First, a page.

Individuals who focus on the law of attraction, who are interviewed in the film, and have later been featured on prominent American TV shows, are: John Assaraf, Rev. Michael Beckwith, John Demartini, Bob Proctor, Jack Canfield, James Arthur Ray, Joe Vitale, Lisa Nichols, Marie Diamond, and John Gray. Other people involved in the film, who have spoken of their strong belief in the Law of Attraction include Esther Hicks and Jerry Hicks[6] (original edition only),[7] Mike Dooley, Bob Doyle, David Schirmer, and Marci Shimoff. Others interviewed in the film, and who voice very similar views without actually using the phrase "law of attraction" include Lee Brower (Board Member of WorldVuer), Hale Dwoskin, Cathy Goodman, Morris E. Goodman, John Hagelin, Bill Harris,[8] Ben Johnson,[9] Loral Langemeier, Denis Waitley, Neale Donald Walsch, and Fred Alan Wolf.

Historical foundations in New Thought ideas[edit]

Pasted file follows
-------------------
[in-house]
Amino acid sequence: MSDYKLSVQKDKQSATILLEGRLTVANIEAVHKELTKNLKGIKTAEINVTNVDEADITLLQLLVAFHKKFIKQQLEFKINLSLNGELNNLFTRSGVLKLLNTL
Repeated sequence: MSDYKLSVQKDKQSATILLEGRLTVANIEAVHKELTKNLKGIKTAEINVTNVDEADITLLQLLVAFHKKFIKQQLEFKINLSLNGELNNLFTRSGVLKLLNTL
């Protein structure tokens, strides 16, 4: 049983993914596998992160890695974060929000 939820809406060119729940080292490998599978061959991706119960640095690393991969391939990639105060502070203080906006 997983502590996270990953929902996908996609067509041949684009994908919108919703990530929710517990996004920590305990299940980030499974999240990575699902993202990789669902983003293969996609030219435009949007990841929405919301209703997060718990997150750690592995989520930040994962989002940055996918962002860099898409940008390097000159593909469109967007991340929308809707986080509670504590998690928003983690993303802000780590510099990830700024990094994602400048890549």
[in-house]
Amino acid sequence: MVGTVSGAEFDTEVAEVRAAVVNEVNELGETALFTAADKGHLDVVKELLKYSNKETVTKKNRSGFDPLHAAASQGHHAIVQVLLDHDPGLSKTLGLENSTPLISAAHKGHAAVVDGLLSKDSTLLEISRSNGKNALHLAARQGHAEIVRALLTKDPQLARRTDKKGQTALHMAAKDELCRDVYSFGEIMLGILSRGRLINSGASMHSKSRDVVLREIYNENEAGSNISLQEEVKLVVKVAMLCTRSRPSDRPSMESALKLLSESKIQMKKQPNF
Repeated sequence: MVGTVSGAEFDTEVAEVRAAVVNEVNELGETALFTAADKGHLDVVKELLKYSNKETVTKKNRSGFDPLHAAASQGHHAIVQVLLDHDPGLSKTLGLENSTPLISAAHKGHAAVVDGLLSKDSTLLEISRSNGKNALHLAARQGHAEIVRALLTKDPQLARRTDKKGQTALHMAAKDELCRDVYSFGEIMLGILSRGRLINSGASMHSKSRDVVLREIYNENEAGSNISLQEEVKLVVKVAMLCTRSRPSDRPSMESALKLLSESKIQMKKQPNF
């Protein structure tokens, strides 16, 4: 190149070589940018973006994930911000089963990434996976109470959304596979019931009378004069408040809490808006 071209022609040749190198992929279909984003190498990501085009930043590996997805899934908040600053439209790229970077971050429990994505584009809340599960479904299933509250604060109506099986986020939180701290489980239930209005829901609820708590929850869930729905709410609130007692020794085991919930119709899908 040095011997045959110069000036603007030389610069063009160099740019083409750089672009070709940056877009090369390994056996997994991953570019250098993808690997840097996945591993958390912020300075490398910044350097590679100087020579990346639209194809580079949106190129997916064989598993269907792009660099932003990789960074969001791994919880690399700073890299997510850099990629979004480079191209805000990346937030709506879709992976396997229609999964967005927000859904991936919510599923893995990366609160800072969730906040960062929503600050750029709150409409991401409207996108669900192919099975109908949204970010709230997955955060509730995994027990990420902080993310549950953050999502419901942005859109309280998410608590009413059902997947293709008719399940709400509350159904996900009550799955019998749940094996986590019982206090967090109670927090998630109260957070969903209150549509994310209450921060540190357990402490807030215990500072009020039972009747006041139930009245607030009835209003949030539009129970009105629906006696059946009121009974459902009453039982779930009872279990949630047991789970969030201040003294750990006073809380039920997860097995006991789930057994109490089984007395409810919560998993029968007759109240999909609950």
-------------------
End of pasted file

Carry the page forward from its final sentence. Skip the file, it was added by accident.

The authors of The Secret cite the New Thought movement which began in the late 18th century as the historical basis for their ideas.[10][11]

Essentially, The Secret is ... touting the principles of New Thought and Unity Christianity. The teachers of The Secret have been regulars on New Thought/Unity circuit for years — now more "prosperous" than ever.[11]

The New Thought book The Science of Getting Rich by Wallace Wattles, the source Rhonda Byrne cites as inspiration for the film, was preceded by numerous other New Thought books, including the 1906 book Thought Vibration or the law of attraction in the Thought World by William Walker Atkinson,[12] editor of New Thought magazine. Other New Thought books Byrne is purported to have read include self-help authors like Prentice Mulford's 19th-century Thoughts Are Things; and Robert Collier's Secret of the Ages from 1926.[6]